Enough about selling more, Row 12 had the thought we could reduce our costs to make more profit. How? Row 121 looked at our direct costs and row 1211 said we could use a cheaper supplier and row 1212 said we could use a more expensive supplier. In fact, this covers in part our indirect costs of warranty. If a product fails we have to repair it and that cost is seen by our company as an overhead. Using better quality raw materials may increase our direct cost but reduce our overhead. Here we discover that row 1211 says we could make more money using a cheaper raw material even though we increase our costs of warranty. I wonder if this things of any loss of repeat business in month 2? Oh, hang on, this is a short term chart so I can think about that…. Sure about that primary objective still?
Row 1212 shows buying a more expensive raw material just isn’t going to help us make more money.

Finally we look at row 122 and 1221, reducing the overhead by improving our business systems. This has a very high cost of 50 for a return of just 10 this month. However, it also shows that once again if we plan for the long term it will earn us more money.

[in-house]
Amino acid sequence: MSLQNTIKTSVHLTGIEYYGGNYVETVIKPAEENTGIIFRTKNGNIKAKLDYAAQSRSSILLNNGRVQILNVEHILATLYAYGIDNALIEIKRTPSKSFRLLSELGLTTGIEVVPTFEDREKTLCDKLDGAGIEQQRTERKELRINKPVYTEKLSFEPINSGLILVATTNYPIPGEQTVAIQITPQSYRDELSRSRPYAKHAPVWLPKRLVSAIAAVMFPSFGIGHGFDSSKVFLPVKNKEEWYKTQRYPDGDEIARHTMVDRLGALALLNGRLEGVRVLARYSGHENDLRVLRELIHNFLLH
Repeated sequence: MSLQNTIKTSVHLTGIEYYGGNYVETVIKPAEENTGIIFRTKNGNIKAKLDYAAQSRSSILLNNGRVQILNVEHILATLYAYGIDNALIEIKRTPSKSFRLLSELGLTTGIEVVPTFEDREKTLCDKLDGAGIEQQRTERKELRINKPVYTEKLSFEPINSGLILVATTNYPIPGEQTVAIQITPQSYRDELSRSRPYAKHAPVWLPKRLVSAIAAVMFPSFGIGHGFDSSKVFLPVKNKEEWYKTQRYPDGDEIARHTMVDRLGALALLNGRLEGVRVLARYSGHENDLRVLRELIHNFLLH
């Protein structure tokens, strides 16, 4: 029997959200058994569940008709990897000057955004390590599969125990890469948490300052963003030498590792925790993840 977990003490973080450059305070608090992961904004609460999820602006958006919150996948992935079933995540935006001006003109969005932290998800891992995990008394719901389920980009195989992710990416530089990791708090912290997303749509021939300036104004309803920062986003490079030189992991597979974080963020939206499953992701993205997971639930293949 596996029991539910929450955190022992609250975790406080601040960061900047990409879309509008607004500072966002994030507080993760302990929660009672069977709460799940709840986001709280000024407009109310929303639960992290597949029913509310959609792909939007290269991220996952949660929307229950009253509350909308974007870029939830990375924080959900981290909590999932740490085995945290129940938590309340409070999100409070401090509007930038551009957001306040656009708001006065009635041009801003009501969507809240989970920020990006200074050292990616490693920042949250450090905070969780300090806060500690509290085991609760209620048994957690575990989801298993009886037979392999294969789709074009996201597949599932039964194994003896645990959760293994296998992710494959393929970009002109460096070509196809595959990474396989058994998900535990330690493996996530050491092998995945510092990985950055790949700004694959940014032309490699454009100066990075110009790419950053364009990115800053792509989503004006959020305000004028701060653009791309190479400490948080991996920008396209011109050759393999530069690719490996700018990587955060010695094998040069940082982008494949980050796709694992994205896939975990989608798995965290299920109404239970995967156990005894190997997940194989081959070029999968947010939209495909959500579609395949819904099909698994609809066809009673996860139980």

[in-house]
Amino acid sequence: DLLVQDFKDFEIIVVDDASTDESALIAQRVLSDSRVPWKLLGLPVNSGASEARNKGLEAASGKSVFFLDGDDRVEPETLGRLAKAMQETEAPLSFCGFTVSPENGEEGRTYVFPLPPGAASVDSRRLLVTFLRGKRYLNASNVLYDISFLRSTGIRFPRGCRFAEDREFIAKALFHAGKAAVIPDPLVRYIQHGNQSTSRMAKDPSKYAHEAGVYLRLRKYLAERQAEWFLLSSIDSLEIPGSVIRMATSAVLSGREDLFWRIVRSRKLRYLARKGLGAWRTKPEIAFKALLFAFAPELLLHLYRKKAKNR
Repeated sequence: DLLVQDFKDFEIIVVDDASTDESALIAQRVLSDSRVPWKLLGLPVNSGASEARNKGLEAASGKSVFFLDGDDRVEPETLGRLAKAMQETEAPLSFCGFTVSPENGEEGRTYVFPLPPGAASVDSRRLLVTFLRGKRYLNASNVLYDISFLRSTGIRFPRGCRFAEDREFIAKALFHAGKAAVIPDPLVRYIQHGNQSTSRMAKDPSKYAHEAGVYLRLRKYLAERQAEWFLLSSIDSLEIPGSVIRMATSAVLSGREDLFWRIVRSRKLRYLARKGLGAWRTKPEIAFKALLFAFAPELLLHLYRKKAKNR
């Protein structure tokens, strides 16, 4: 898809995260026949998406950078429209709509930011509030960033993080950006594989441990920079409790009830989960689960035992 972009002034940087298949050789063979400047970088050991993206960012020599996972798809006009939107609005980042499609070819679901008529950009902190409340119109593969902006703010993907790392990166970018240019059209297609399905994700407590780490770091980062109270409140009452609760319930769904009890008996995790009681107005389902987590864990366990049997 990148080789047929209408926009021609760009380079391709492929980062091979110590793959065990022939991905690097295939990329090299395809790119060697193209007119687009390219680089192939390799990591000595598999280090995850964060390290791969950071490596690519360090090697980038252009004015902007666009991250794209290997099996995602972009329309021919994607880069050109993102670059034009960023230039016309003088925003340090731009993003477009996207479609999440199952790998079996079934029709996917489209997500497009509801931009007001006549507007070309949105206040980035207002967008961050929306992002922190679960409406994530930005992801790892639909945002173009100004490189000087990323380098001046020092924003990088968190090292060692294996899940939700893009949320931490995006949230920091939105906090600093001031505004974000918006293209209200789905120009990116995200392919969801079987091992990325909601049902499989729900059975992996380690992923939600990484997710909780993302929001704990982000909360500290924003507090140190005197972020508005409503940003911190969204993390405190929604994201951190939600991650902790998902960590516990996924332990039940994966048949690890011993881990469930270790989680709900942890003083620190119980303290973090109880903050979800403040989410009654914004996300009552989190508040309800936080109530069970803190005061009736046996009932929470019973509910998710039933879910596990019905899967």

This table has shown us that we need to take the method on row 112 to best achieve our goals.
In an ideal world, we’d probably want to do row 1221 as well but you haven’t always got the time or the budget to do everything.

This example is also very simplistic, normally the decisions have to take a mixed approach to best use the resources available. For example doing row 122 this month to have the extra resource (cash) to do row 1221 next month for a longer term gain. There’s also an element of risk in all of these options, the advert may not work in the same way the new system may not work as planned. This choice of decisions is often called the “opportunity cost”, both decisions may lead to profit but which will lead to the most? Assuming profit is your goal of course, if you made it your Root Objective. Your Root Objective needn’t be profit of course, it could be market share, in the ATC squadron I help at our Root Objective is to deliver the “Aims of the Air Training Corps”, those 3 aims are also objectives. Another sub objective is to recruit more cadets (no cadets = no one to deliver the aims too!). So there you have it, “Root Objectives”, my little system on achieving goals.